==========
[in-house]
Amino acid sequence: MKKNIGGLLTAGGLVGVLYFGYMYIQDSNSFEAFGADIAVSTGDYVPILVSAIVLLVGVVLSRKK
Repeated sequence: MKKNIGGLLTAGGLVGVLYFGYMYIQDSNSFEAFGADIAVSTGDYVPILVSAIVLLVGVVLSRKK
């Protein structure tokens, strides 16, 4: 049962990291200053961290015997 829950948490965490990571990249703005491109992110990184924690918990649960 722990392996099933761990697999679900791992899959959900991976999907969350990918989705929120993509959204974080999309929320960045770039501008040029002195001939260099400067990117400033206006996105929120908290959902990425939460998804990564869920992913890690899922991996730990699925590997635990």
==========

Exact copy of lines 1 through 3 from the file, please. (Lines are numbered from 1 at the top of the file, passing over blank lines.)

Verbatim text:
[in-house]
Amino acid sequence: MKKNIGGLLTAGGLVGVLYFGYMYIQDSNSFEAFGADIAVSTGDYVPILVSAIVLLVGVVLSRKK
Repeated sequence: MKKNIGGLLTAGGLVGVLYFGYMYIQDSNSFEAFGADIAVSTGDYVPILVSAIVLLVGVVLSRKK